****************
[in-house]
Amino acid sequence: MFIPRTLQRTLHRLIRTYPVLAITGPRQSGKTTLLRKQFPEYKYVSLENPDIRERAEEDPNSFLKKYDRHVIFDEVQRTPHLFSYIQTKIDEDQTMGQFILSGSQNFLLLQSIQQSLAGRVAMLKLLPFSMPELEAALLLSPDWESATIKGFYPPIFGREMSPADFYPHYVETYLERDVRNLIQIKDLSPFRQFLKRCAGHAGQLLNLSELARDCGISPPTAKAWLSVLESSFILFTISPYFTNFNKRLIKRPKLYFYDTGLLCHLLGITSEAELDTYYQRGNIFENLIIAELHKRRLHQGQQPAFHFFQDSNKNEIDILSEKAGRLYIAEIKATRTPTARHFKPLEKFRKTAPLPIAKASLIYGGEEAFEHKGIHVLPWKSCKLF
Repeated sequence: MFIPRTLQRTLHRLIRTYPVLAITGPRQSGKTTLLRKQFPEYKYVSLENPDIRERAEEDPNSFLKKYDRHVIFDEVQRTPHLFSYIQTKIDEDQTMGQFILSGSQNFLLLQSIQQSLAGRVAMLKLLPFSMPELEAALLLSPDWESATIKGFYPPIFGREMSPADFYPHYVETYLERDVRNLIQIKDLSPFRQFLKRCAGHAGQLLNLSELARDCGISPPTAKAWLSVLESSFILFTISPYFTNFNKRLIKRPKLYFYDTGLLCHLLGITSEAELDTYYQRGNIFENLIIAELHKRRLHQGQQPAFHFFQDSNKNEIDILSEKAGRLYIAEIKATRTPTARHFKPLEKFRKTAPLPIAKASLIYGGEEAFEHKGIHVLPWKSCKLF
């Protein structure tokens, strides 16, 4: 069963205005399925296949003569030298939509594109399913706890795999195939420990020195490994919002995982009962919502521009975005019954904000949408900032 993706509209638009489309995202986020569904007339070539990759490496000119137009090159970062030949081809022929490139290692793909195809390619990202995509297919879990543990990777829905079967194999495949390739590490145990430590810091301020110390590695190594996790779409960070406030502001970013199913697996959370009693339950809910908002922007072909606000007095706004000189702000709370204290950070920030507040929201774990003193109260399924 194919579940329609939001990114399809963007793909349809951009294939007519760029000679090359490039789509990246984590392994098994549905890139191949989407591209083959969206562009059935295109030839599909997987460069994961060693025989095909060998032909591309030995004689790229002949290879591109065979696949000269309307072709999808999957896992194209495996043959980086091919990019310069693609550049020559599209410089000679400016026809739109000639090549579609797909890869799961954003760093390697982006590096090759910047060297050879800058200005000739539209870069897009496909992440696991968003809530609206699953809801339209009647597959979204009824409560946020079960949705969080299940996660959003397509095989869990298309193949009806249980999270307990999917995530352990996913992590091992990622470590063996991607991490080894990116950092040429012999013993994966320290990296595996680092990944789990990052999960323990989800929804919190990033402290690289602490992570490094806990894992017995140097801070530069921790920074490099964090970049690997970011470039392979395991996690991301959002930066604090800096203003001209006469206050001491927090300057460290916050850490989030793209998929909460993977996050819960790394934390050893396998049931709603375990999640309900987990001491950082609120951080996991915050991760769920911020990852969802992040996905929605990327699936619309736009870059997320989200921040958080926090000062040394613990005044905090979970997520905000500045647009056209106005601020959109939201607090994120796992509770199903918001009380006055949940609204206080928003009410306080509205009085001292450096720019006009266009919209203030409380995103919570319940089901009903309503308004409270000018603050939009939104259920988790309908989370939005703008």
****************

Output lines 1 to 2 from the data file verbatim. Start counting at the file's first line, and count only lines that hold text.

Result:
[in-house]
Amino acid sequence: MFIPRTLQRTLHRLIRTYPVLAITGPRQSGKTTLLRKQFPEYKYVSLENPDIRERAEEDPNSFLKKYDRHVIFDEVQRTPHLFSYIQTKIDEDQTMGQFILSGSQNFLLLQSIQQSLAGRVAMLKLLPFSMPELEAALLLSPDWESATIKGFYPPIFGREMSPADFYPHYVETYLERDVRNLIQIKDLSPFRQFLKRCAGHAGQLLNLSELARDCGISPPTAKAWLSVLESSFILFTISPYFTNFNKRLIKRPKLYFYDTGLLCHLLGITSEAELDTYYQRGNIFENLIIAELHKRRLHQGQQPAFHFFQDSNKNEIDILSEKAGRLYIAEIKATRTPTARHFKPLEKFRKTAPLPIAKASLIYGGEEAFEHKGIHVLPWKSCKLF